Construction cost control helps project managers avoid cost overruns by providing guidelines for estimates and forecasts of labor, material, and overhead costs. The purpose of a cost control plan is to help ensure the project is delivered on time, within scope, and on budget. Cost reporting is typically based on factors such as future cash flows, anticipated final costs, and current project costs.
Preliminary Cost Estimation
Before developing concrete plans, cost estimates are the primary source of determining the funding intent of a project. However, not everyone in construction can estimate costs accurately. Inaccurate cost estimations can have severe consequences on the outcome of a project and can even cause profit margins to disappear entirely. Because of this, it’s a worthwhile investment to pay a premium to hire a construction manager with expertise and a good track record with cost estimation.
After submitting final plans for a project, you can make more detailed estimates of cost, which account for labor, materials, and time. It’s crucial to account for time in cost estimation because delayed projects that end up going over budget with labor and other unexpected costs. It is essential to consider more than just past financial records to come up with an accurate and detailed cost control plan. You should also estimate future costs, revenue, and technical problems as well as to account for inflation.
Here are 5 Tips for Construction Cost Control:
1. Use construction management software
Using construction management software with data management capabilities helps with updating everyone on the job site on any changes to the scope of the project. And these happen frequently. It also helps connect back-office staff with workers on the job site to ensure an active line of communication across everyone involved in the project.
Using mobile construction management software is the perfect solution for the highly mobile workforce of varied skilled experts vigorously working on a constuction build. From subcontractors to architects, each person can access one central system to see project plans and determine if it is necessary to make adjustments to the cost plan. For example, if a drywall subcontractor needs to push back a wall and determines it will require extra time or materials, they can instantly upload that request on the software. Inputting this information would make all workers on the job site immediately aware of the changes to the scope and ensure there are no miscommunications that lead to delays or budget overruns.
2. Regularly update cost plan
Consistently analyze and reevaluate cost plans to determine if it is necessary to make any alterations. If costs are higher than expected in one aspect of the process, make sure to balance it out by reducing costs in another area. Additionally, remember that costs can be altered because of outside forces as well. External factors such as inflation or a shortage of materials can cause prices to change, and therefore, a project that may have been within budget before could now be over budget. Another benefit of having construction management software that is integrated with the accounting program provides stakeholders with real-time labor productivity and costs data to make smart decisions.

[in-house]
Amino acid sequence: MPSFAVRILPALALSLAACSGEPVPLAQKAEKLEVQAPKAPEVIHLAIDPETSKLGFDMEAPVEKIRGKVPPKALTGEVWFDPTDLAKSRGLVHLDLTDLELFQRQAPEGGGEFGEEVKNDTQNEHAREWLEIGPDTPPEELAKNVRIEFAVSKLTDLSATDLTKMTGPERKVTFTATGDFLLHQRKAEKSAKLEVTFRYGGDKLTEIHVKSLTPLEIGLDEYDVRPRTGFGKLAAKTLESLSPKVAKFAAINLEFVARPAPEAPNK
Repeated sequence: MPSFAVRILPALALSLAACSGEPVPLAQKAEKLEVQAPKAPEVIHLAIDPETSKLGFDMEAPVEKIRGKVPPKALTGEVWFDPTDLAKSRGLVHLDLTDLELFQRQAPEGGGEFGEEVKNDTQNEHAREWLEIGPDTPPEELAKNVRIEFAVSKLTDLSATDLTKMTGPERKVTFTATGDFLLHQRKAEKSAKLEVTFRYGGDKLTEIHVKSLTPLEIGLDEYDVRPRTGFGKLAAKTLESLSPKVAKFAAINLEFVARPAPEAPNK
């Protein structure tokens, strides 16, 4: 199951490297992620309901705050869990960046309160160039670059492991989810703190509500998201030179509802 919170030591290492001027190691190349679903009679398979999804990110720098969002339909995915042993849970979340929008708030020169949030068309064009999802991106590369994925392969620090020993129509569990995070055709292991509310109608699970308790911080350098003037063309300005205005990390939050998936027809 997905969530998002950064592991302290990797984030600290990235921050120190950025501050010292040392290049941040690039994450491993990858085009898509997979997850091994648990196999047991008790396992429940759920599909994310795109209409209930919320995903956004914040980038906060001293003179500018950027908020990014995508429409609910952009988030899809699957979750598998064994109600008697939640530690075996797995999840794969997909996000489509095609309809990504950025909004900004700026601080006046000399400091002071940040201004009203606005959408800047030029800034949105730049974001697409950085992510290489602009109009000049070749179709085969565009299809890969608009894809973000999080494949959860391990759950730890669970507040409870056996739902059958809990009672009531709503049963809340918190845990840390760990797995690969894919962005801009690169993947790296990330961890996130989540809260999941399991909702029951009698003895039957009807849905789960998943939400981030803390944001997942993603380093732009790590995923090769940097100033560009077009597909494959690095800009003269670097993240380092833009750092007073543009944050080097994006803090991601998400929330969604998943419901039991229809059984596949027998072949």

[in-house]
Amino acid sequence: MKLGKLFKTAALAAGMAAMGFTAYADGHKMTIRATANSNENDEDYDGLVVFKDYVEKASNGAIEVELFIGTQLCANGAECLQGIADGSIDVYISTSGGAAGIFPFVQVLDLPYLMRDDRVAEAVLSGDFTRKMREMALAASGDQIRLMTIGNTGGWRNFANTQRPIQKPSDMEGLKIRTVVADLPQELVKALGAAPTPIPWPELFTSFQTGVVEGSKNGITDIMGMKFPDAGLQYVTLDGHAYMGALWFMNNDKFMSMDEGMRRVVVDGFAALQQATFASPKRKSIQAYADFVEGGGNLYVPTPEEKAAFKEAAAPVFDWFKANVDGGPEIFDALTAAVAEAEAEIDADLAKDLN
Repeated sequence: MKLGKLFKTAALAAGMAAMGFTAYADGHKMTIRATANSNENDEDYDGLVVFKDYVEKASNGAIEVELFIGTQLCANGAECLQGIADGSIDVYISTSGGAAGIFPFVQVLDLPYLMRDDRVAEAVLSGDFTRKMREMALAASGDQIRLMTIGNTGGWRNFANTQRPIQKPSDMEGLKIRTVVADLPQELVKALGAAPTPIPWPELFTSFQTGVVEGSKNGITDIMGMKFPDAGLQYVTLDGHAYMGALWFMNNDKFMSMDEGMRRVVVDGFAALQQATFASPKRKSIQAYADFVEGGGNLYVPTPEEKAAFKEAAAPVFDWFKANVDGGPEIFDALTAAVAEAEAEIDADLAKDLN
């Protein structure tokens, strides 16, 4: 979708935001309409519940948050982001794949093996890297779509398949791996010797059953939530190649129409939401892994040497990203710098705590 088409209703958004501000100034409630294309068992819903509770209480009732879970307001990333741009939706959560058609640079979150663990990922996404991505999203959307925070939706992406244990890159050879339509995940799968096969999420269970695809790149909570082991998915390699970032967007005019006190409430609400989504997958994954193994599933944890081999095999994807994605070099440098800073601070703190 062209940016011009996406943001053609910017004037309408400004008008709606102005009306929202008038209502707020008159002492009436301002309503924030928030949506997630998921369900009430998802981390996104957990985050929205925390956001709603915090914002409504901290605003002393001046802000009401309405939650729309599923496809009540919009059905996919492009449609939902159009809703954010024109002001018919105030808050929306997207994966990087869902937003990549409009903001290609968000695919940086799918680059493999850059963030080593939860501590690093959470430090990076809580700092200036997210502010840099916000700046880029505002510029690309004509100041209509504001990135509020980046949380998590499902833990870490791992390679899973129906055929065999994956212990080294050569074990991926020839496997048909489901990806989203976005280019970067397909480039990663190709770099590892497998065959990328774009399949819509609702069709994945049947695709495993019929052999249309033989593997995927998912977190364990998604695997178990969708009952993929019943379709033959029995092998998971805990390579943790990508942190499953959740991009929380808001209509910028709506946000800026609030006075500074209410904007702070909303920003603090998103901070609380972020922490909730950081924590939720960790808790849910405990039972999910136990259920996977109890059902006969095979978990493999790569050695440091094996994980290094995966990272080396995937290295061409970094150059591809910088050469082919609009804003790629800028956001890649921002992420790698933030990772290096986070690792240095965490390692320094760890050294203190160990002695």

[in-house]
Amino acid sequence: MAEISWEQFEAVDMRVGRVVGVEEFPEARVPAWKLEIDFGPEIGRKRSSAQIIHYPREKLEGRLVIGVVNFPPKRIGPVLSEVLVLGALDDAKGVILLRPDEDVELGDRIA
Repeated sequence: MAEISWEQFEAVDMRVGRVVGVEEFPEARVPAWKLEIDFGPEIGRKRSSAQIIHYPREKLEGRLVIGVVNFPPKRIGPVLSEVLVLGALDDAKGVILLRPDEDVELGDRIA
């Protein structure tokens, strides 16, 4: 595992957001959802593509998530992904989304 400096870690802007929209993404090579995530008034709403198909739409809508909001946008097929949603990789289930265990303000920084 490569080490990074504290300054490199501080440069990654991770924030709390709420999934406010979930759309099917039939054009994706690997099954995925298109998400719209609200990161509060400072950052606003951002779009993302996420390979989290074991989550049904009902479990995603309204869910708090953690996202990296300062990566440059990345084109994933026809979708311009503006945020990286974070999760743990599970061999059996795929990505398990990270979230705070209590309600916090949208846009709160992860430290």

3. Consistently submit cost reports
Ensure you are consistently providing cost reports to the client to help keep them informed and satisfied with the progress on the project. Doing this also enables you to check the cost report against the cost control plan to determine the financial health of the project.
Cost reports are essential to help streamline communication between owners, general contractors, and subcontractors. By updating management with real-time progress reports (e.g., Daily Reports) on a construction project, cost reports help identify early on if any delays or unplanned budget overruns may occur.
4. Prepare and review contingency plans
By having set risk management procedures, project managers can plan for delays and budget overruns and have a set plan of action on how to remedy the issues ahead of time. Contingency plans help prevent having to pay premiums to get the project done on time when something goes wrong at the last minute. For example, construction management software can provide statuses of important submittals, RFIs, Change Orders, etc., which can signal the project has a bottleneck and unexpected major delay about to occure.
It’s important to note than contingency plans are based on an evaluation of possible risks. They are not intended to cover changes to the scope of a project based on changing opinions or specifications. An intended change to the scope of a project should be balanced out by reducing the budget in another area, not relying on a contingency budget.
5. Encourage project team to design within the cost plan at all stages
Make sure you are following design development control procedures. For example, there is a general rule that 80% of the cost is determined by design and 20% by construction. Additionally, make all team members aware that no team member has authority to increase costs in elements of the work without balancing it out in another area. Lastly, ensure each worker understands that construction plans are created per the total budget, and making changes could result in unplanned costs that exceed the projected budget.
Cost control plans are an essential part of planning a construction project. They can be the determining factor of whether a contractor can make a profit on the project. Having an accurate cost control plan and development budget is necessary to ensure a project is a success. Essentially, using cost control procedures is vital to ensure a project is delivered on time, within scope, and on budget.